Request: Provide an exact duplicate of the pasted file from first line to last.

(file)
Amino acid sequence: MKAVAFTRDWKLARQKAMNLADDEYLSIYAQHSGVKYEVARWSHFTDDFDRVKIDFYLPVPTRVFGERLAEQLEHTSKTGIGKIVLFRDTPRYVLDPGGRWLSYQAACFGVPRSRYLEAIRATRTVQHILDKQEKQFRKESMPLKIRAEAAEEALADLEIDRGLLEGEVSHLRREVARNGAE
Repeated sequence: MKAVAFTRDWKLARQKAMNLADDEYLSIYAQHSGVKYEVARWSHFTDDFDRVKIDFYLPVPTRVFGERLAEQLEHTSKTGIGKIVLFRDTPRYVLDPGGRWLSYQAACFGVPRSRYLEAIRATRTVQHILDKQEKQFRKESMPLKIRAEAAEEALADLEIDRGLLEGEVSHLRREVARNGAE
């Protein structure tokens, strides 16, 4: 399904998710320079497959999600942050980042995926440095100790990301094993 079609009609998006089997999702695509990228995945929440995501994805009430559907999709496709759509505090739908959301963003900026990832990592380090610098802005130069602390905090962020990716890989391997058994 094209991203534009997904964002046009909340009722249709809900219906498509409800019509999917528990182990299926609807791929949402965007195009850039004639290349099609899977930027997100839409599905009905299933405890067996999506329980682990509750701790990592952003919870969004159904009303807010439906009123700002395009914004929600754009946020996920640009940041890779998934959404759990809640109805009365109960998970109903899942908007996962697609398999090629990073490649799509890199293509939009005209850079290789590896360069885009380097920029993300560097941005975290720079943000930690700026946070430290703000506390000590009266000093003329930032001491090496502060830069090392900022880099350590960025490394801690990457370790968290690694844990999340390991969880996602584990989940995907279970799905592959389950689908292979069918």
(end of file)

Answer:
Amino acid sequence: MKAVAFTRDWKLARQKAMNLADDEYLSIYAQHSGVKYEVARWSHFTDDFDRVKIDFYLPVPTRVFGERLAEQLEHTSKTGIGKIVLFRDTPRYVLDPGGRWLSYQAACFGVPRSRYLEAIRATRTVQHILDKQEKQFRKESMPLKIRAEAAEEALADLEIDRGLLEGEVSHLRREVARNGAE
Repeated sequence: MKAVAFTRDWKLARQKAMNLADDEYLSIYAQHSGVKYEVARWSHFTDDFDRVKIDFYLPVPTRVFGERLAEQLEHTSKTGIGKIVLFRDTPRYVLDPGGRWLSYQAACFGVPRSRYLEAIRATRTVQHILDKQEKQFRKESMPLKIRAEAAEEALADLEIDRGLLEGEVSHLRREVARNGAE
């Protein structure tokens, strides 16, 4: 399904998710320079497959999600942050980042995926440095100790990301094993 079609009609998006089997999702695509990228995945929440995501994805009430559907999709496709759509505090739908959301963003900026990832990592380090610098802005130069602390905090962020990716890989391997058994 094209991203534009997904964002046009909340009722249709809900219906498509409800019509999917528990182990299926609807791929949402965007195009850039004639290349099609899977930027997100839409599905009905299933405890067996999506329980682990509750701790990592952003919870969004159904009303807010439906009123700002395009914004929600754009946020996920640009940041890779998934959404759990809640109805009365109960998970109903899942908007996962697609398999090629990073490649799509890199293509939009005209850079290789590896360069885009380097920029993300560097941005975290720079943000930690700026946070430290703000506390000590009266000093003329930032001491090496502060830069090392900022880099350590960025490394801690990457370790968290690694844990999340390991969880996602584990989940995907279970799905592959389950689908292979069918």